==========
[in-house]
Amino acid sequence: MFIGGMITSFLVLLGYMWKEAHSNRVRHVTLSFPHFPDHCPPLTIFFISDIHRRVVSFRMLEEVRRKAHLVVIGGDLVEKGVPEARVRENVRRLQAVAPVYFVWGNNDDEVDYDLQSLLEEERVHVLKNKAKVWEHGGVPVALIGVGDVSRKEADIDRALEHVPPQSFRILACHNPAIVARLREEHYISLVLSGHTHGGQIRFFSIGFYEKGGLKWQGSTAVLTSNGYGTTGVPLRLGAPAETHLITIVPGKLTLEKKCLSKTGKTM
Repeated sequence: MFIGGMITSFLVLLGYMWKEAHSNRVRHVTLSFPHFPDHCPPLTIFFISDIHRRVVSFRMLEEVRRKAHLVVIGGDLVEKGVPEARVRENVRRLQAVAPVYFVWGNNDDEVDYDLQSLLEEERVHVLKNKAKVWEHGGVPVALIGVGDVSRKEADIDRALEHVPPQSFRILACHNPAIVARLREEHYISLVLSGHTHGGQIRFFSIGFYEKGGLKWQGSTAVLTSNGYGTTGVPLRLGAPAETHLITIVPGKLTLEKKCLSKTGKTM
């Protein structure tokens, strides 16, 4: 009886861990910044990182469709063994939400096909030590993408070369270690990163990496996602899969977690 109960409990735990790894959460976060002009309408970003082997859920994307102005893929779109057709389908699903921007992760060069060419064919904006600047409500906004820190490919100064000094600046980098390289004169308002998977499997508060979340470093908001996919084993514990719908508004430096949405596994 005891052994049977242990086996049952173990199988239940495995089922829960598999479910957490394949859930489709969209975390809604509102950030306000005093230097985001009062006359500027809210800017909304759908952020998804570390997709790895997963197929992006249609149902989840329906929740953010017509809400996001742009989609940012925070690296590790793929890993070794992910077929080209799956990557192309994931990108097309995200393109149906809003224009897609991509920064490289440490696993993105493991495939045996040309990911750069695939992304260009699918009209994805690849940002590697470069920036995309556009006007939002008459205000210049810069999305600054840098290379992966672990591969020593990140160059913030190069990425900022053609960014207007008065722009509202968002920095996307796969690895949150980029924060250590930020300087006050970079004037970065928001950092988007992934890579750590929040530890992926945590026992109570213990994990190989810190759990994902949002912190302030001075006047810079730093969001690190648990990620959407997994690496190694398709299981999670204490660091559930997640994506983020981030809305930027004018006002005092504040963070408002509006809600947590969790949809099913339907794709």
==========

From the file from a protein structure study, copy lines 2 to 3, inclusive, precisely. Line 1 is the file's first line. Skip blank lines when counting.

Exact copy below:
Amino acid sequence: MFIGGMITSFLVLLGYMWKEAHSNRVRHVTLSFPHFPDHCPPLTIFFISDIHRRVVSFRMLEEVRRKAHLVVIGGDLVEKGVPEARVRENVRRLQAVAPVYFVWGNNDDEVDYDLQSLLEEERVHVLKNKAKVWEHGGVPVALIGVGDVSRKEADIDRALEHVPPQSFRILACHNPAIVARLREEHYISLVLSGHTHGGQIRFFSIGFYEKGGLKWQGSTAVLTSNGYGTTGVPLRLGAPAETHLITIVPGKLTLEKKCLSKTGKTM
Repeated sequence: MFIGGMITSFLVLLGYMWKEAHSNRVRHVTLSFPHFPDHCPPLTIFFISDIHRRVVSFRMLEEVRRKAHLVVIGGDLVEKGVPEARVRENVRRLQAVAPVYFVWGNNDDEVDYDLQSLLEEERVHVLKNKAKVWEHGGVPVALIGVGDVSRKEADIDRALEHVPPQSFRILACHNPAIVARLREEHYISLVLSGHTHGGQIRFFSIGFYEKGGLKWQGSTAVLTSNGYGTTGVPLRLGAPAETHLITIVPGKLTLEKKCLSKTGKTM